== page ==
Fig. 4 – Salazar is posthumously exonerated.

The future of the found footage genre, then, is as precarious as the future of the world, which is to say there are as many opportunities for progress as there are for annihilation. Savageland and Butterfly Kisses explode such polarities—a zombie apocalypse is equal parts productive and destructive, just as a supernatural staring contest symbolizes extinction and survival. Where there are ends, there are beginnings, and apocalyptic folklore does not strictly conclude in hopelessness. If these films offer gory optimism about the future, they also remind us that archiving the wrongs of an already present past remains fraught, especially when authority figures have the wherewithal to distort historical memory and preserve their (re)vision of a spotless future. The state of Arizona needs Francisco Salazar to be an undocumented killer just as much as viewers need to disbelieve Sophia Crane—anything or anyone that dares to be more than just a manipulated image is a threat to power that must be marginalized. But like any great horror antagonist, folklore will always find a way to come back into the frame.


[1] While I intentionally frame mockumentary horror within found footage, I recognize that they “are not separate distinct categories as much as they offer a palate of formal and structural possibilities constructed from an appropriation of documentary’s codes and conventions” (Heller-Nicholas 16).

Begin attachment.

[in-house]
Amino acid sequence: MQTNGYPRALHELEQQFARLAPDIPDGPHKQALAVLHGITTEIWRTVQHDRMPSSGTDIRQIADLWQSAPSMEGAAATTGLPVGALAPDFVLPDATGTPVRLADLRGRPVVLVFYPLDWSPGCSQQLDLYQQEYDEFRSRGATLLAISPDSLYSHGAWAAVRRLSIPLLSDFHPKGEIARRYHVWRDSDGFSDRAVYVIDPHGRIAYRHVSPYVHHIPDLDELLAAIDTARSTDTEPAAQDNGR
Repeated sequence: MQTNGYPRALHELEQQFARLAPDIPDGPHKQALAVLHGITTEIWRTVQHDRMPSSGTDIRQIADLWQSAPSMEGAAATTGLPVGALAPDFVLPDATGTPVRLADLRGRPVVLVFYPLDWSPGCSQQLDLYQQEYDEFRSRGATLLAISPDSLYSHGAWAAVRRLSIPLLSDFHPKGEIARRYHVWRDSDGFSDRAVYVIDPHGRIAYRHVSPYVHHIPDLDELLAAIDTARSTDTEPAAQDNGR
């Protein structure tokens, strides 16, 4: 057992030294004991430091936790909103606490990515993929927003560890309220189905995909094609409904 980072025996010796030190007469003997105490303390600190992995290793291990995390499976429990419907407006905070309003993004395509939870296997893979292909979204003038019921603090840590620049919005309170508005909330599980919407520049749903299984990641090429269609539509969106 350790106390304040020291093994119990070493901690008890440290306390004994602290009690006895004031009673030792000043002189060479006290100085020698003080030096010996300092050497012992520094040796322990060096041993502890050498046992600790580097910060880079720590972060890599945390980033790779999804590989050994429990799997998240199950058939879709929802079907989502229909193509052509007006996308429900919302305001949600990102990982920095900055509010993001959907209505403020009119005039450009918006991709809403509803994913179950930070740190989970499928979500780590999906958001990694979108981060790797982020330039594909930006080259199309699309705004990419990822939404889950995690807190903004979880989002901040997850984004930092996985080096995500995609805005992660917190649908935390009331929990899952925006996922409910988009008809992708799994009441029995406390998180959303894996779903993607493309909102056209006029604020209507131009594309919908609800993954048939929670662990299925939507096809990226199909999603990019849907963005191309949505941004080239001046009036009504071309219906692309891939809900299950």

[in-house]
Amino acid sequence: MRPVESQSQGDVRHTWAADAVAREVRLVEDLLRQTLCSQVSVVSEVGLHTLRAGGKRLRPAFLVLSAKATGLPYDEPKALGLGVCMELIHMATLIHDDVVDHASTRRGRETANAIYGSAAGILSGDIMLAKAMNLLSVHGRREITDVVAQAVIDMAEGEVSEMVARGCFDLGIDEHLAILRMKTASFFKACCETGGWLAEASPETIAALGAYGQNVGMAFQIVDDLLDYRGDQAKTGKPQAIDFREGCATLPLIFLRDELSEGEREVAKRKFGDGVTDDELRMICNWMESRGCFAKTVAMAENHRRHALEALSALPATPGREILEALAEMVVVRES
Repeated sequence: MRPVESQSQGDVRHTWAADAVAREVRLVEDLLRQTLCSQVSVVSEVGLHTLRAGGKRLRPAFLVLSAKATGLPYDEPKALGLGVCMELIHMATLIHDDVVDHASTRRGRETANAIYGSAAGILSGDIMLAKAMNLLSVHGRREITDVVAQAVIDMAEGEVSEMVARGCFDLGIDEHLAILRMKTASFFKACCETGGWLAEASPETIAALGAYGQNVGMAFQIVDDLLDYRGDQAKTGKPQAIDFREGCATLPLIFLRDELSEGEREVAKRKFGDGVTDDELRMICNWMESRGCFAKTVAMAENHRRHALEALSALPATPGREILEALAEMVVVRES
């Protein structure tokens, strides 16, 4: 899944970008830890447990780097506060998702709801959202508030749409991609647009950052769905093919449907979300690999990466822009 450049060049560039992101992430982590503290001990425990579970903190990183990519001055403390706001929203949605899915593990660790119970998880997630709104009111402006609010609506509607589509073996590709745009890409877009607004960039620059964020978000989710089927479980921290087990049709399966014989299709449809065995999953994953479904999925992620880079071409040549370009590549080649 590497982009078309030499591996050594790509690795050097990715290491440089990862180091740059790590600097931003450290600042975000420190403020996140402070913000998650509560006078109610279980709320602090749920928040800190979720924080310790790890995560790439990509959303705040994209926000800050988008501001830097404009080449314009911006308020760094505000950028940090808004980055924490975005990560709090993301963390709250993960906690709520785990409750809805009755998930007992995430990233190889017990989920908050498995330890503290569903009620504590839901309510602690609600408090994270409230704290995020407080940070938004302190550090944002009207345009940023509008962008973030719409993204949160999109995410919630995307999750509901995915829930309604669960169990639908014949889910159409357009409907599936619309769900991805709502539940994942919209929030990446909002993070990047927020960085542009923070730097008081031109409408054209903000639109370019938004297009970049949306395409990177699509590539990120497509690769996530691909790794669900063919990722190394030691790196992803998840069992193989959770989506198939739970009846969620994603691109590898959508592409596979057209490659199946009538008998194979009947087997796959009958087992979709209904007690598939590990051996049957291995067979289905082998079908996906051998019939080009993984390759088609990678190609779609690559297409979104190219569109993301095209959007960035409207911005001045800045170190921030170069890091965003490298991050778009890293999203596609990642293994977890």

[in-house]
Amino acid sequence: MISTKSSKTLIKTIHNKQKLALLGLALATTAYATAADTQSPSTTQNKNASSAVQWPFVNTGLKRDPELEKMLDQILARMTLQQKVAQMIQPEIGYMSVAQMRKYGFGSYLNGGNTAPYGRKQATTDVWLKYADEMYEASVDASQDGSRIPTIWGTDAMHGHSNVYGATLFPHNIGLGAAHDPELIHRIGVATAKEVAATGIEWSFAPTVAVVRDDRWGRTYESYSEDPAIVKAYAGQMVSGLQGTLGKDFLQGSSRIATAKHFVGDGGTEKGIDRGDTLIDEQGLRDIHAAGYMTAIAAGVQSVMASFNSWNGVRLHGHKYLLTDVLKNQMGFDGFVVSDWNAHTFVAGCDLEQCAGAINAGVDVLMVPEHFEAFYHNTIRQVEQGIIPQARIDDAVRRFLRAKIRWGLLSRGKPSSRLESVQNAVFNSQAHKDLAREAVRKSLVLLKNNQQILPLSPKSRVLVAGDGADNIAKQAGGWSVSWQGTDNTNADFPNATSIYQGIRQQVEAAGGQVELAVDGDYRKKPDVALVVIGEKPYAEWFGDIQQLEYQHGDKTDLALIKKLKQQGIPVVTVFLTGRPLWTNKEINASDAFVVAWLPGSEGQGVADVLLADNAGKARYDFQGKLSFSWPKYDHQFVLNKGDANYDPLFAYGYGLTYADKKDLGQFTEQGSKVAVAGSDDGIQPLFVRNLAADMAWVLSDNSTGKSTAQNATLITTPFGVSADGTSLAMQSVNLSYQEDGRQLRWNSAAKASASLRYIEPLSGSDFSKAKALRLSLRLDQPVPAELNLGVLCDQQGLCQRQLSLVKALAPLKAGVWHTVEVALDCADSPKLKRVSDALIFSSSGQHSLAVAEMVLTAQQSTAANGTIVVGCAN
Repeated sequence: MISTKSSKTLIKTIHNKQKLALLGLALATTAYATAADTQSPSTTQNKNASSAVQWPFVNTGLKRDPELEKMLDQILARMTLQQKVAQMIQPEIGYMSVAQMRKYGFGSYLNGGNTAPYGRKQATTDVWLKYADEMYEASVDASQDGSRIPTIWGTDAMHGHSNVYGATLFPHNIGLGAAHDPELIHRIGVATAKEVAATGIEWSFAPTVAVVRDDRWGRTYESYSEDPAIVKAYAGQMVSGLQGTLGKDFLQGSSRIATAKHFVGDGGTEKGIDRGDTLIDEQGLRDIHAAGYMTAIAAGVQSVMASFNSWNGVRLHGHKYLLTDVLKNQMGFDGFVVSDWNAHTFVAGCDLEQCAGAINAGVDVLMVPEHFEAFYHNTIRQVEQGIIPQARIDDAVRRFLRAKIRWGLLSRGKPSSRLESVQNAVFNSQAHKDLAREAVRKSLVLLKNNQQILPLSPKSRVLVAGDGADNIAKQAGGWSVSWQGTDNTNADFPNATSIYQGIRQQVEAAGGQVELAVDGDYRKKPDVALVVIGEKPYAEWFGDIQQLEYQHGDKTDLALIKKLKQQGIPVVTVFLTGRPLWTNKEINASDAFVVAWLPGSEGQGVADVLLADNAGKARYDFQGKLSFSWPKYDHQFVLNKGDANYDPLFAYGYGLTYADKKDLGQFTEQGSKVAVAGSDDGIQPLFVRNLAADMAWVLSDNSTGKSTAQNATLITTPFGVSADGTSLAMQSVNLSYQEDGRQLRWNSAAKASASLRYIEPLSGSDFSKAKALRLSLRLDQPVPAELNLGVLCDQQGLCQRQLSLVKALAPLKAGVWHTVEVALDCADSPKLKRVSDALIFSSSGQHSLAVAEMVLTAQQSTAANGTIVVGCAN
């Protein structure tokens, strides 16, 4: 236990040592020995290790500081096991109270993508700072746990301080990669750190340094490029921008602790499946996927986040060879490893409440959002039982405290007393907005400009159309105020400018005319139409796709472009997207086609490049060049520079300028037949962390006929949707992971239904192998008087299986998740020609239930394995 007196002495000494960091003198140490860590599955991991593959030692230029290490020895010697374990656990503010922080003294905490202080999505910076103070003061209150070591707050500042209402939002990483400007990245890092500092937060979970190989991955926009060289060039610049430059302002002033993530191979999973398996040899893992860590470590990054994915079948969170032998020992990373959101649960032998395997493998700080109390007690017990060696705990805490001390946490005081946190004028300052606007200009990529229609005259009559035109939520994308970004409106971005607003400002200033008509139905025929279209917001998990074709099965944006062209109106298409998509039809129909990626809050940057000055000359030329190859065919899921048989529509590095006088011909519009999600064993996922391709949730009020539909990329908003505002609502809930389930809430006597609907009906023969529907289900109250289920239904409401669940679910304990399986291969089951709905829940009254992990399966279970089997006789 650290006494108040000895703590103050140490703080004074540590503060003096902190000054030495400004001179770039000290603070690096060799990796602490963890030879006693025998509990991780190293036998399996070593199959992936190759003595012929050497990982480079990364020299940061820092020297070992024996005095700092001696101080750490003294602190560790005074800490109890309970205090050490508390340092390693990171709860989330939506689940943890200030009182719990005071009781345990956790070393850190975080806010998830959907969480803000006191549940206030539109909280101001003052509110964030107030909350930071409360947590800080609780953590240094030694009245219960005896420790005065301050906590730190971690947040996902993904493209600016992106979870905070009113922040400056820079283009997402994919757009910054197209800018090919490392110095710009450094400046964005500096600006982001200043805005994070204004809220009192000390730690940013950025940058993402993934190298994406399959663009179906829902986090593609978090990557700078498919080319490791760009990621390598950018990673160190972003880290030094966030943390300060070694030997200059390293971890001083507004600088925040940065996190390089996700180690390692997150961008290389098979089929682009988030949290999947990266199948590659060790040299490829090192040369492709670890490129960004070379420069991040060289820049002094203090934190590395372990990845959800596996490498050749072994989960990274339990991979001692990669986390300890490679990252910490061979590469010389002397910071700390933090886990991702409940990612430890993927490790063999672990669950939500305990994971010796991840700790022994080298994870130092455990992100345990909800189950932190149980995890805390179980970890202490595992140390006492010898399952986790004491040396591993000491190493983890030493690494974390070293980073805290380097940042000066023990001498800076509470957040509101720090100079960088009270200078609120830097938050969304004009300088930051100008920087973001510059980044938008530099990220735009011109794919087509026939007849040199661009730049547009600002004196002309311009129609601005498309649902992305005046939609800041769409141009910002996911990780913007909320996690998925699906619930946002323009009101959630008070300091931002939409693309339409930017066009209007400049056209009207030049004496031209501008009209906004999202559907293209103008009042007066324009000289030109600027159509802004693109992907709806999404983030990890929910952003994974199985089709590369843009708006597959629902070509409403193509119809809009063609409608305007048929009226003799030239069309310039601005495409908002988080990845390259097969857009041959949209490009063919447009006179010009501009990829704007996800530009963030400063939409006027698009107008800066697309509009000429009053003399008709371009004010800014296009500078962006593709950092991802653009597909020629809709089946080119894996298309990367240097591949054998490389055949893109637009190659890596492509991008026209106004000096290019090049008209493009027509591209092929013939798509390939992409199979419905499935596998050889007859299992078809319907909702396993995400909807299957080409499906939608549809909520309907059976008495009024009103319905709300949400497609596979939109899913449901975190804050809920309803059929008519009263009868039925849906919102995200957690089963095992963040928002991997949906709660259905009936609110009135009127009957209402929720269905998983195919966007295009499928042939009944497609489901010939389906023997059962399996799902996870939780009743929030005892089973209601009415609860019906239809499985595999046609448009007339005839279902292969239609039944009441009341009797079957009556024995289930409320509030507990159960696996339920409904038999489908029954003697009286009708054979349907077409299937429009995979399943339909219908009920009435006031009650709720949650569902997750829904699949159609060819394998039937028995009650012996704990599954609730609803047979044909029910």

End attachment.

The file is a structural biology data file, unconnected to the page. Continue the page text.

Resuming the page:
Works Cited

Butterfly Kisses, directed by Erik Kristopher Myers, Gravitas Ventures, 2018.

Glover, Kaiama L. “Exploiting the Undead: The Usefulness of the Zombie in Haitian Literature.” Journal of Haitian Studies, vol. 11, no. 2, 2005, pp. 105-121.

H.C., Luiz. “‘Savageland’: Redefining Found-Footage With an Underseen Horror Gem.” Bloody Disgusting, 25 June 2021,

Harvey, Rupert. Review of Butterfly Kisses, directed by Erik Kristopher Myers. The Critical Critics, 23 Oct. 2018,

Heller-Nicholas, Alexandra. Found Footage Horror Films: Fear and the Appearance of Reality. McFarland, 2014.

Jackson, Kimberly. Technology, Monstrosity, and Reproduction in Twenty-first Century Horror. Palgrave, 2013.

Knopf, Robert, host. “#324 – Butterfly Kisses (2018).” Straight Chilling: Horror Movie Review, episode 324, Straight Chilling Podcast, 20 Jun. 2021,

Rumbaut, Rubén G. “Zombie Ideas and Moral Panics: Framing Immigrants as Criminal and Cultural Threats.” Interview by the Russell Sage Foundation, 2 Nov. 2016,

Savageland. Directed by Phil Guidry, Simon Herbert, and David Whelan, Terror Films, 2015.

Simmons, Nathan and Harris, Eric, hosts. “Butterfly Kisses (2018).” Video Monsters, Anchor, 20 Jun. 2020,

West, Steven. Review of Savageland, directed by Phil Guidry, Simon Herbert, and David Whelan. Horror Screams Video Vault, 21 Jul. 2019,

Wilson, Mike. “‘Savageland’ Disturbs Doubly With Social Commentary.” Review of Savageland, directed by Phil Guidry, Simon Herbert, and David Whelan. Bloody Disgusting, 10 Apr. 2017,